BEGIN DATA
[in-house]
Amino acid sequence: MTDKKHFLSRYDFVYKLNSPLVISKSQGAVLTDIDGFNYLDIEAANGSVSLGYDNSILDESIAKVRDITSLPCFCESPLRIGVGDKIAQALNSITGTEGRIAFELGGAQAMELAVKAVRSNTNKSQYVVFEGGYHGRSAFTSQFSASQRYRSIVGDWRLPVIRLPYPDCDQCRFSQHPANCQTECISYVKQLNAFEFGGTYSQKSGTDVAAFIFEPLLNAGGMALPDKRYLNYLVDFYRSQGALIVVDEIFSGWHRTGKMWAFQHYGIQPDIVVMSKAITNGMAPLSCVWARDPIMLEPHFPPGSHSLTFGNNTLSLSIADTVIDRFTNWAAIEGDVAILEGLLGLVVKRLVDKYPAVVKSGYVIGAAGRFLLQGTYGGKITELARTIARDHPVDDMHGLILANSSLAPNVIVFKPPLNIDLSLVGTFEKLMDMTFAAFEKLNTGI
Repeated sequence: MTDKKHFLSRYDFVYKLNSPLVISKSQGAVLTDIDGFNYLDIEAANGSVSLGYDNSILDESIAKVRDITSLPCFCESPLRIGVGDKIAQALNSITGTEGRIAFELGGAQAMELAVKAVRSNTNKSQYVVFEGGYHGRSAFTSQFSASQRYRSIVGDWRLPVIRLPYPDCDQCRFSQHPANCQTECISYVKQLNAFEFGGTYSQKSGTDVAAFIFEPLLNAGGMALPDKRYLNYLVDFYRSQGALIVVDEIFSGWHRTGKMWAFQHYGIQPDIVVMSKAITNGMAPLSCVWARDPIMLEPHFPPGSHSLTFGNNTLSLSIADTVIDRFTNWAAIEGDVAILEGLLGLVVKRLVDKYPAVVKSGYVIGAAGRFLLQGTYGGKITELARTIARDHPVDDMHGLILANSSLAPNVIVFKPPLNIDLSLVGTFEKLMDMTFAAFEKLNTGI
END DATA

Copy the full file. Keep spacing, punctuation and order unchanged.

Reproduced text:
[in-house]
Amino acid sequence: MTDKKHFLSRYDFVYKLNSPLVISKSQGAVLTDIDGFNYLDIEAANGSVSLGYDNSILDESIAKVRDITSLPCFCESPLRIGVGDKIAQALNSITGTEGRIAFELGGAQAMELAVKAVRSNTNKSQYVVFEGGYHGRSAFTSQFSASQRYRSIVGDWRLPVIRLPYPDCDQCRFSQHPANCQTECISYVKQLNAFEFGGTYSQKSGTDVAAFIFEPLLNAGGMALPDKRYLNYLVDFYRSQGALIVVDEIFSGWHRTGKMWAFQHYGIQPDIVVMSKAITNGMAPLSCVWARDPIMLEPHFPPGSHSLTFGNNTLSLSIADTVIDRFTNWAAIEGDVAILEGLLGLVVKRLVDKYPAVVKSGYVIGAAGRFLLQGTYGGKITELARTIARDHPVDDMHGLILANSSLAPNVIVFKPPLNIDLSLVGTFEKLMDMTFAAFEKLNTGI
Repeated sequence: MTDKKHFLSRYDFVYKLNSPLVISKSQGAVLTDIDGFNYLDIEAANGSVSLGYDNSILDESIAKVRDITSLPCFCESPLRIGVGDKIAQALNSITGTEGRIAFELGGAQAMELAVKAVRSNTNKSQYVVFEGGYHGRSAFTSQFSASQRYRSIVGDWRLPVIRLPYPDCDQCRFSQHPANCQTECISYVKQLNAFEFGGTYSQKSGTDVAAFIFEPLLNAGGMALPDKRYLNYLVDFYRSQGALIVVDEIFSGWHRTGKMWAFQHYGIQPDIVVMSKAITNGMAPLSCVWARDPIMLEPHFPPGSHSLTFGNNTLSLSIADTVIDRFTNWAAIEGDVAILEGLLGLVVKRLVDKYPAVVKSGYVIGAAGRFLLQGTYGGKITELARTIARDHPVDDMHGLILANSSLAPNVIVFKPPLNIDLSLVGTFEKLMDMTFAAFEKLNTGI